Adult renal cell carcinoma in Lagos: Experience and challenges at the Lagos University Teaching Hospital

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Introduction: Renal cell carcinoma (RCC), regarded as the most lethal of all urological tumors, is relatively uncommon. Recent reports from developed countries indicate a rising incidence, most likely from the increasing availability of imaging services leading to an increase in incidental diagnosis of early stage tumors, with consequently better prognosis. However, literature on RCC in sub-Saharan Africa is relatively sparse. Objectives: To determine the prevalence, presentation, pattern and outcome of RCC at the Lagos University Teaching Hospital. Methods: Information extracted from the records of 64 adult patients with RCC seen in our institution between January 2000 and December 2010 included the age and sex of the patient, clinical features, investigations, tumor stage, treatment, outcome of management and follow-up. Results: The mean patient age was 41.8 years (range 20-75 years) with a male:female ratio of 1:1.7. Flank mass, flank pain and hematuria were present in 90.6%, 86% and 40.6% of patients, respectively, while 36% of patients had the classical triad of loin pain, loin mass and hematuria. Only 1 patient (1.6%) had an incidental diagnosis. TNM tumor stages T3 and T4 accounted for 93.7% of patients, while the clear cell type accounted for 60% of histologically examined cases. Forty-five patients (70.3%) had surgical intervention. Of the T2 patients available for follow-up, 50% were alive at 48 months, while all inoperable T4 and M1 patients available for follow-up were dead within 1 year. Conclusion: RCC in our environment is characterized by a younger age at presentation, a female predominance and clinical presentation at an advanced clinical stage. © 2012.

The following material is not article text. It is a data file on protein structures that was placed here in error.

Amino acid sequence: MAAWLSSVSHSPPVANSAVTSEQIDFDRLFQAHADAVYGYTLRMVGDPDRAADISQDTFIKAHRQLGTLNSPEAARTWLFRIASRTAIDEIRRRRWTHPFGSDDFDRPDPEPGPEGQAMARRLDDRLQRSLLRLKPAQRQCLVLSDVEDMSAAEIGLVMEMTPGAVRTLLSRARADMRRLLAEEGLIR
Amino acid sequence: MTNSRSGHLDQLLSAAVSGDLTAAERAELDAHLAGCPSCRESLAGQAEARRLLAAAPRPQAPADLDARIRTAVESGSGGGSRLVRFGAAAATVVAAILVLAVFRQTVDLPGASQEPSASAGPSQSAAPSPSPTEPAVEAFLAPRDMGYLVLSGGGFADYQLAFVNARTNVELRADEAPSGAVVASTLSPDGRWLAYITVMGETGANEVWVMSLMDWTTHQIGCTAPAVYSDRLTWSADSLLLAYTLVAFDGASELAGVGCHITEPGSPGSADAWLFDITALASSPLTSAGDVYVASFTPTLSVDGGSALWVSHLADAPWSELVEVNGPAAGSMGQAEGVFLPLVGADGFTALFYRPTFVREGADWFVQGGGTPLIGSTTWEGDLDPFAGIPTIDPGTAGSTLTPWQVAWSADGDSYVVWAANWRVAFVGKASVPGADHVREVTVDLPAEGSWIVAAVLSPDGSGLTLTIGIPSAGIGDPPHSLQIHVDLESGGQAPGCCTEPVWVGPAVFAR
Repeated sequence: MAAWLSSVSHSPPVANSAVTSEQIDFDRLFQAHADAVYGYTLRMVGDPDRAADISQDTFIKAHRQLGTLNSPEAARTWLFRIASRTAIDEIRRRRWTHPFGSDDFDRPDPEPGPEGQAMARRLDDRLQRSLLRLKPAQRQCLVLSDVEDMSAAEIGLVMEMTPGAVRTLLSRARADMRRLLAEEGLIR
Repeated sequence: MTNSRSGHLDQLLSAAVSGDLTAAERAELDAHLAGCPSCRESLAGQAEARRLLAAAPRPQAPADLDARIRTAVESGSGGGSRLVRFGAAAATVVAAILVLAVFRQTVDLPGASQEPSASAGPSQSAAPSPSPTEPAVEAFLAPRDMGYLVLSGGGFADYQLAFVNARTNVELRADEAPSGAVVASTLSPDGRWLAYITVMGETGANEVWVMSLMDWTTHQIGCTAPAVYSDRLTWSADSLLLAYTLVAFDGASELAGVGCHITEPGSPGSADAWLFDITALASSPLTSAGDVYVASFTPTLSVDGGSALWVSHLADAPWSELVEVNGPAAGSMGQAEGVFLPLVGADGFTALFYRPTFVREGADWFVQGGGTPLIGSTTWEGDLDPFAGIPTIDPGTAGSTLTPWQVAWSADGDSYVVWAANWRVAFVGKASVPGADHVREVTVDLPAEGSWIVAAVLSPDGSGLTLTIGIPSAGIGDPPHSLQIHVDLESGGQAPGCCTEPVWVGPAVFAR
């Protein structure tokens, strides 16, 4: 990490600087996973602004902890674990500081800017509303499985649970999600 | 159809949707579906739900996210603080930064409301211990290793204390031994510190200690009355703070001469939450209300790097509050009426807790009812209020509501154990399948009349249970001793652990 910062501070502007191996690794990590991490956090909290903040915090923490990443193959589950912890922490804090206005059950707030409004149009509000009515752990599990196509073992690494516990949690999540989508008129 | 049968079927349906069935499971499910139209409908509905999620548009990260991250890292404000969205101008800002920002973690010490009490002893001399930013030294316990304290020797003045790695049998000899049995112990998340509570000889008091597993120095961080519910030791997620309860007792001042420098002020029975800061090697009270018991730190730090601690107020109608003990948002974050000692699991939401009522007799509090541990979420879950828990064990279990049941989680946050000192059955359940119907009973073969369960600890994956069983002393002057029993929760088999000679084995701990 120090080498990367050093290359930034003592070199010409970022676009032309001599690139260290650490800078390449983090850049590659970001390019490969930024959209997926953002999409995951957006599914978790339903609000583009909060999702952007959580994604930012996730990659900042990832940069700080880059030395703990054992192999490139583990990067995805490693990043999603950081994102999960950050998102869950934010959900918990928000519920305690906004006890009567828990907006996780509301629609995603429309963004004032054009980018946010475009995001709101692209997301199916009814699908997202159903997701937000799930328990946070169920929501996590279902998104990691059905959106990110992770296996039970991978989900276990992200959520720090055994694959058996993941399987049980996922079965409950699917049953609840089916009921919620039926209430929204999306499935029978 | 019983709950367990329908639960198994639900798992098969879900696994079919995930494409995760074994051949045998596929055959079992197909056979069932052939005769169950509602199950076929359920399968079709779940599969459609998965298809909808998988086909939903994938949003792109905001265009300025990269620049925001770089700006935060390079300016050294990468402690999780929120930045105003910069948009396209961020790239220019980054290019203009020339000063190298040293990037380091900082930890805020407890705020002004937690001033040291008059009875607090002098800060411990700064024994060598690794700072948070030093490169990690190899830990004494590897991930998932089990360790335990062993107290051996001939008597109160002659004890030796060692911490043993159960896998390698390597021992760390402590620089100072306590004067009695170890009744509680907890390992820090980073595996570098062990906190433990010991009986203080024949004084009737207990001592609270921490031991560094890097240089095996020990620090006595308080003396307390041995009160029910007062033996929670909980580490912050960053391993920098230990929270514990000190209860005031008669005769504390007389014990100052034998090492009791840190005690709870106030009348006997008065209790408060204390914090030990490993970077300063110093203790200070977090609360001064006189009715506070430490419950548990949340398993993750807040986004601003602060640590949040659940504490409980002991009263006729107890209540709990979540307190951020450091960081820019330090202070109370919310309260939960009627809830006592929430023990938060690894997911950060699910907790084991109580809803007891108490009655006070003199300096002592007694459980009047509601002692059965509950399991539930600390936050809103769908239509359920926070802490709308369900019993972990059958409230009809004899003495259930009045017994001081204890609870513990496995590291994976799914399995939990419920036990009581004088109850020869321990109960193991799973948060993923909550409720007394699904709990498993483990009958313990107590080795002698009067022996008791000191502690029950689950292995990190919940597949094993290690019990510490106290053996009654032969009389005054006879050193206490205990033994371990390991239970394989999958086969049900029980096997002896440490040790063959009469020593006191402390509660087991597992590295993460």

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Tijani, K. H., Anunobi, C. C., Ezenwa, E. V., Lawal, A., Habeebu, M. Y. M., Jeje, E. A., … Afolayan, M. O. (2012). Adult renal cell carcinoma in Lagos: Experience and challenges at the Lagos University Teaching Hospital. African Journal of Urology, 18(1), 20–23.

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